Within this same week we saw perfect examples in the tales of two Philadelphia pro sports organizations, one a winner and one a loser.
First, the big ‘L’ gets hung on the forehead of the Philadelphia 76ers organization for signing one of its all-time loser players in Allen Iverson. I covered that topic already earlier in the week.
It’s time now to highlight Philly’s winning winter sports organization, the Philadelphia Eagles. This past week the Birds signed head coach Andy Reid, the winningest coach in franchise history, to a contract extension that will keep ‘Big Red’ as the football boss through 2013. By the conclusion of the contract, Reid will have been the head coach for 15 seasons, nearly unheard of in today’s pro sports world.
After a decade in Philadelphia, Andy Reid is now the 2nd longest tenured head coach in the entire NFL, trailing only Tennessee head man Jeff Fisher. He has already passed Greasy Neale (1941-50) as the longest tenured coach in Eagles history.
Reid has led the club to a regular season record of 105-66-1 and another 10 wins in the playoffs, which his teams have participated in 7 times. He has 5 NFC East titles and 1 NFC Championship and Super Bowl appearance to his credit.
Andy Reid’s teams have fashioned a regular season .614 winning percentage which is the 16th highest in NFL history. The names ahead of him are all legends of the game: Lombardi, Madden, Halas, Lambeau, Shula, and Walsh. But the list of the 15 coaches ahead of him also highlights what his detractors see as his one weakness: he has never won a Super Bowl.
On that list of coaches ahead of Reid, 10 of them have won multiple NFL Championships. Only George Allen, the longtime head coach of the Washington Redskins who owns the 3rd-highest winning percentage of all-time, joins Reid in the frustration of never having won a title.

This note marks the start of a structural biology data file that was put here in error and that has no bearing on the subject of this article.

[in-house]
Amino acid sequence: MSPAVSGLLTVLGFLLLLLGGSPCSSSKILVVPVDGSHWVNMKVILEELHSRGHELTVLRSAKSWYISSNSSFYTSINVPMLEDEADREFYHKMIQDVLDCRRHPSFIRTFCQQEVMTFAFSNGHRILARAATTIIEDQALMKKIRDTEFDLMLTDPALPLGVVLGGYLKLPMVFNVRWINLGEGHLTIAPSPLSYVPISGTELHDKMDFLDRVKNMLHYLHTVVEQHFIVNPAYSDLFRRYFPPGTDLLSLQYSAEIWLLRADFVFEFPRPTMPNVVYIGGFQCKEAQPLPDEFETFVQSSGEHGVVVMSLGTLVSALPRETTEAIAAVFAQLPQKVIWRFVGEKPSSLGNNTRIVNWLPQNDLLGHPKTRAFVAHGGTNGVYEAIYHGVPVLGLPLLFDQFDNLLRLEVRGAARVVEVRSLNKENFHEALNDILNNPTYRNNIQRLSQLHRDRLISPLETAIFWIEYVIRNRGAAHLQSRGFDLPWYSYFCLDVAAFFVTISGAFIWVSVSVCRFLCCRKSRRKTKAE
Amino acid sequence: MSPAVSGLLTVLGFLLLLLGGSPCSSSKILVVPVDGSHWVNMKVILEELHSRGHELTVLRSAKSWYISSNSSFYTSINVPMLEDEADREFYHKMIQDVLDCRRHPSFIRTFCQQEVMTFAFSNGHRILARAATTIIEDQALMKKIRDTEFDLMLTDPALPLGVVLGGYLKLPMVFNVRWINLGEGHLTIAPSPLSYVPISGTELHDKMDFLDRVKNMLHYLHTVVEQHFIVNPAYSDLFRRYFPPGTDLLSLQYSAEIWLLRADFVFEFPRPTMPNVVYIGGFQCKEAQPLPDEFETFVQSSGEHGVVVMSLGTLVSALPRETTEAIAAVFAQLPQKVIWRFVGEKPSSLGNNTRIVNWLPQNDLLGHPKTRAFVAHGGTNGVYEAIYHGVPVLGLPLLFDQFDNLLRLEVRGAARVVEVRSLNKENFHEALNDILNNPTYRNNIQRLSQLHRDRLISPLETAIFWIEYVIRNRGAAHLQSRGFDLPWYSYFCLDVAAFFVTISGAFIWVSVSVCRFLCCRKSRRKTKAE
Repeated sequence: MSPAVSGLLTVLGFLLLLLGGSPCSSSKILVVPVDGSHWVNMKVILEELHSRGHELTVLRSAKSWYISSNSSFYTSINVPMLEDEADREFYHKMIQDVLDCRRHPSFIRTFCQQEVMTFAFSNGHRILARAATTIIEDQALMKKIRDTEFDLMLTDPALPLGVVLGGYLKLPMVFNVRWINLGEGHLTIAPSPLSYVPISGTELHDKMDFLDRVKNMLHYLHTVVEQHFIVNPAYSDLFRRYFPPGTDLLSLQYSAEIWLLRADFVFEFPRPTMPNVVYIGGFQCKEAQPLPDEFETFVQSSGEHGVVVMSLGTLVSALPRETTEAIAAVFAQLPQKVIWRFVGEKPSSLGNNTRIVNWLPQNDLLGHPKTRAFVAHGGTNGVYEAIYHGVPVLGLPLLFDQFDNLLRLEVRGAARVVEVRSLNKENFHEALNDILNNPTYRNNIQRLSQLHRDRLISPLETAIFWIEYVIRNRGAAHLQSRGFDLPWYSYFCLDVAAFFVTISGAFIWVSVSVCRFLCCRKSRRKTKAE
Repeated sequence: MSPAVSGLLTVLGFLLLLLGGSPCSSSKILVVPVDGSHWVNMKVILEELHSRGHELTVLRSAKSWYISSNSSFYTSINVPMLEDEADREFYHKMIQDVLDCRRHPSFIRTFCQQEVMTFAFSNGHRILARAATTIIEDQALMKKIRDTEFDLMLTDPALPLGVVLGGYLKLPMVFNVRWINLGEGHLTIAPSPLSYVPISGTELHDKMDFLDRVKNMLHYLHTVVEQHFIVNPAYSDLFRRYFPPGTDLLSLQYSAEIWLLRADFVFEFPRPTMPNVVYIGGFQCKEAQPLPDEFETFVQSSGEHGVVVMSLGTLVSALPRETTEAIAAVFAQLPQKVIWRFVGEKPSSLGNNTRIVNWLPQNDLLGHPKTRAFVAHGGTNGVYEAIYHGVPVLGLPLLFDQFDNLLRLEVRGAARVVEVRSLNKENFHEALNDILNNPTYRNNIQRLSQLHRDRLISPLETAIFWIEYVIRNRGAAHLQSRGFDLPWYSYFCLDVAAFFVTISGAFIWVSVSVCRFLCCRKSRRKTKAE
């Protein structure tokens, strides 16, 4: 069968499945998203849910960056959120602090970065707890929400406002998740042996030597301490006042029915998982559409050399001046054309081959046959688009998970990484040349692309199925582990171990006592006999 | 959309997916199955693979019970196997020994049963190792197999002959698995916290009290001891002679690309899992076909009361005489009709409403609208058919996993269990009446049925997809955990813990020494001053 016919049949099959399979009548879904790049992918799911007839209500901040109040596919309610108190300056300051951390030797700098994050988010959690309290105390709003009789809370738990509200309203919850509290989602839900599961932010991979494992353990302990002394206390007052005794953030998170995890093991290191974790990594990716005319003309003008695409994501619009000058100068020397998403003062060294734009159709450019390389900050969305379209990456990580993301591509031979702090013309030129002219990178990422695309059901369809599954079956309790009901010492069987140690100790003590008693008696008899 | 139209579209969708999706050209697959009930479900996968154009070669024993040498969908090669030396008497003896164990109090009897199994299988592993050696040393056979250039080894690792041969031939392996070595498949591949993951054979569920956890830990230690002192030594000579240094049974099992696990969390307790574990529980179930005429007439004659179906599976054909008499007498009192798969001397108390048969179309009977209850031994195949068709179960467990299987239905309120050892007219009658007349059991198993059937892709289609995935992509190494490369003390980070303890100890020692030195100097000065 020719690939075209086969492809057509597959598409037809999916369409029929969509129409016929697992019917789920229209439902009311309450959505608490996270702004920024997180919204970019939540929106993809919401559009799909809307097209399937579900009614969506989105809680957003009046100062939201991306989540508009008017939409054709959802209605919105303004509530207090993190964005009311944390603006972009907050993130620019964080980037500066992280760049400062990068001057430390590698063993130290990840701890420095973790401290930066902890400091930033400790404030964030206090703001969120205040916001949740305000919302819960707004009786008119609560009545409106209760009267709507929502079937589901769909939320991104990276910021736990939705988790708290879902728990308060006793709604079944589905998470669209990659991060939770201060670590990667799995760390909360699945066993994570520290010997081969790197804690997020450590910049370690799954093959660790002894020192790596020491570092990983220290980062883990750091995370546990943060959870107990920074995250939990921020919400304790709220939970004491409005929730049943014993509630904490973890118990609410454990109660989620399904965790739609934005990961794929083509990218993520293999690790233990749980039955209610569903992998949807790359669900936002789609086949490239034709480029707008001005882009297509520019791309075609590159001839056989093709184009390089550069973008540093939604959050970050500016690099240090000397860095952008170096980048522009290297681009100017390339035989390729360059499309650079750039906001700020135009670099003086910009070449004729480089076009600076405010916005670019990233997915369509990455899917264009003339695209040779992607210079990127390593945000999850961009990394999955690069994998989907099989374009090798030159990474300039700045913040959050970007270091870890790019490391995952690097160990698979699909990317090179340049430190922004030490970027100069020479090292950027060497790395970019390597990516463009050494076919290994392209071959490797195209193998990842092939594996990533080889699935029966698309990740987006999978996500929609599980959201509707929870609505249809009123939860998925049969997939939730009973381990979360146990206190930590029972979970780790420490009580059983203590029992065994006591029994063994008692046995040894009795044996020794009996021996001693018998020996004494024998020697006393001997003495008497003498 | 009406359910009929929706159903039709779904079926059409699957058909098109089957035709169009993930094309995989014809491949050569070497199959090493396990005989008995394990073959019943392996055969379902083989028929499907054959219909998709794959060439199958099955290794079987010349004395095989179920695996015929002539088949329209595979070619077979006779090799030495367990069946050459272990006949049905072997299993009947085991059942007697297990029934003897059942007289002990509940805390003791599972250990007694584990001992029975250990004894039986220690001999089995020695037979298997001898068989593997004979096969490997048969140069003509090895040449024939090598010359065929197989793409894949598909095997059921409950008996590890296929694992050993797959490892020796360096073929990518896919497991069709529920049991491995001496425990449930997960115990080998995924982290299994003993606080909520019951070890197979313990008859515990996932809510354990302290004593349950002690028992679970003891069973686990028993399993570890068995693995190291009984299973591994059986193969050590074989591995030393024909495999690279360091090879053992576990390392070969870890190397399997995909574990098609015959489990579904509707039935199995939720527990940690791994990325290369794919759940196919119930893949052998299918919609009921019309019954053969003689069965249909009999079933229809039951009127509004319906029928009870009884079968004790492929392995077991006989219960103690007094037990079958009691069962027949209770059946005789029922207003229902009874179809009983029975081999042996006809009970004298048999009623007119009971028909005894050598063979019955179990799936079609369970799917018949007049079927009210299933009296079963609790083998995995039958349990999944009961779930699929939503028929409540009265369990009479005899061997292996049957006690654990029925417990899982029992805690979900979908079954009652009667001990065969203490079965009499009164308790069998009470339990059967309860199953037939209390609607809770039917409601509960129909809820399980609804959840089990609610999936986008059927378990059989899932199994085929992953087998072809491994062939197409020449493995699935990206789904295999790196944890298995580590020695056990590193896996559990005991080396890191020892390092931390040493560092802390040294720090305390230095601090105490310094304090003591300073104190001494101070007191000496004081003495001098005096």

But that inability to win the ultimate prize is not a fatal flaw, it is simply a remaining goal.
Only 3 of the men ahead of him on that all-time winning coaches list had fewer games than Reid has coached. He is in the prime of his head coaching career, his team is relatively young and talented, and he should have a number of shots at getting that ring in the coming years.
I grew up in an era of Eagles football during the 1970’s in which you expected to lose, one in which the division rival Cowboys and Redskins were always expected to finish ahead of the Birds. That didn’t change until a young Dick Vermiel came along and led the Eagles to their first Super Bowl appearance in January 1981. Vermiel burned out quickly and the Birds took a decade to recover until the boisterous Buddy Ryan-led teams. But Ryan could never win in the playoffs.
Andy Reid is quite simply the best coach in the history of the Philadelphia Eagles, and it isn’t really even close. He has created a sustained winning atmosphere and record for more than a decade that has now led to head coaching jobs for three of his former assistants: Brad Childress (Minnesota), John Harbaugh (Baltimore), and Steve Spagnuolo (Saint Louis) all served under Reid. This has always been considered a hallmark of great head coaches, the ability of their assistants to move on to head jobs.
Owner Jeff Lurie took over the Philadelphia Eagles in 1994, and promised the rabid football fans of the city that the franchise goal was not only to win a title, but to win multiple Super Bowls. While that has not yet materialized, the organization of Lurie, Reid, and team president Joe Banner has kept the team as a legitimate contender throughout their time at the helm.
The Philadelphia Eagles are winners in any way that you want to measure that fact. While they have not yet won the ultimate prize in their profession, they have always contended for that title and remain a strong contender for the crown. With the signing of Reid and the continuity that provides the organization, the Birds should remain a winner well into the future.